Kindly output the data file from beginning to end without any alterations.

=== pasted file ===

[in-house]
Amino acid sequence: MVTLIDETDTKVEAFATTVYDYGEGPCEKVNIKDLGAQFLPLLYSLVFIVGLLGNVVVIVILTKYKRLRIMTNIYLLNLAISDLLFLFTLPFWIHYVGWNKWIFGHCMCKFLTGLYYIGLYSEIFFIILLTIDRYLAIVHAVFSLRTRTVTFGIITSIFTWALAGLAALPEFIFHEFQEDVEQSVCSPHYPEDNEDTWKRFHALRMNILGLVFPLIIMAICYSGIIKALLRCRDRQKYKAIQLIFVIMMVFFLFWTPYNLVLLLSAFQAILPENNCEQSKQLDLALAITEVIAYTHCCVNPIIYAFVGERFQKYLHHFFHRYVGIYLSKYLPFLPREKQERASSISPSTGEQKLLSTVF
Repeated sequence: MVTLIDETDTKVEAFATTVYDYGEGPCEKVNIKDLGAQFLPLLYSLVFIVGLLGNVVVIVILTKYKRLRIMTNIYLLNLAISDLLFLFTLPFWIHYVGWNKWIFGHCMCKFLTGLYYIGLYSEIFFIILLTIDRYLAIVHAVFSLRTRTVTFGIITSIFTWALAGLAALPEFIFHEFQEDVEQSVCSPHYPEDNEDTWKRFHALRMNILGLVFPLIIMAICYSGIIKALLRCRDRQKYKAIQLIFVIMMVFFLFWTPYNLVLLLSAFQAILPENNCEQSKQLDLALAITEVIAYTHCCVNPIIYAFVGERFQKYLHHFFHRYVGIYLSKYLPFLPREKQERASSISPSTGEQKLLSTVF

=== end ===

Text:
[in-house]
Amino acid sequence: MVTLIDETDTKVEAFATTVYDYGEGPCEKVNIKDLGAQFLPLLYSLVFIVGLLGNVVVIVILTKYKRLRIMTNIYLLNLAISDLLFLFTLPFWIHYVGWNKWIFGHCMCKFLTGLYYIGLYSEIFFIILLTIDRYLAIVHAVFSLRTRTVTFGIITSIFTWALAGLAALPEFIFHEFQEDVEQSVCSPHYPEDNEDTWKRFHALRMNILGLVFPLIIMAICYSGIIKALLRCRDRQKYKAIQLIFVIMMVFFLFWTPYNLVLLLSAFQAILPENNCEQSKQLDLALAITEVIAYTHCCVNPIIYAFVGERFQKYLHHFFHRYVGIYLSKYLPFLPREKQERASSISPSTGEQKLLSTVF
Repeated sequence: MVTLIDETDTKVEAFATTVYDYGEGPCEKVNIKDLGAQFLPLLYSLVFIVGLLGNVVVIVILTKYKRLRIMTNIYLLNLAISDLLFLFTLPFWIHYVGWNKWIFGHCMCKFLTGLYYIGLYSEIFFIILLTIDRYLAIVHAVFSLRTRTVTFGIITSIFTWALAGLAALPEFIFHEFQEDVEQSVCSPHYPEDNEDTWKRFHALRMNILGLVFPLIIMAICYSGIIKALLRCRDRQKYKAIQLIFVIMMVFFLFWTPYNLVLLLSAFQAILPENNCEQSKQLDLALAITEVIAYTHCCVNPIIYAFVGERFQKYLHHFFHRYVGIYLSKYLPFLPREKQERASSISPSTGEQKLLSTVF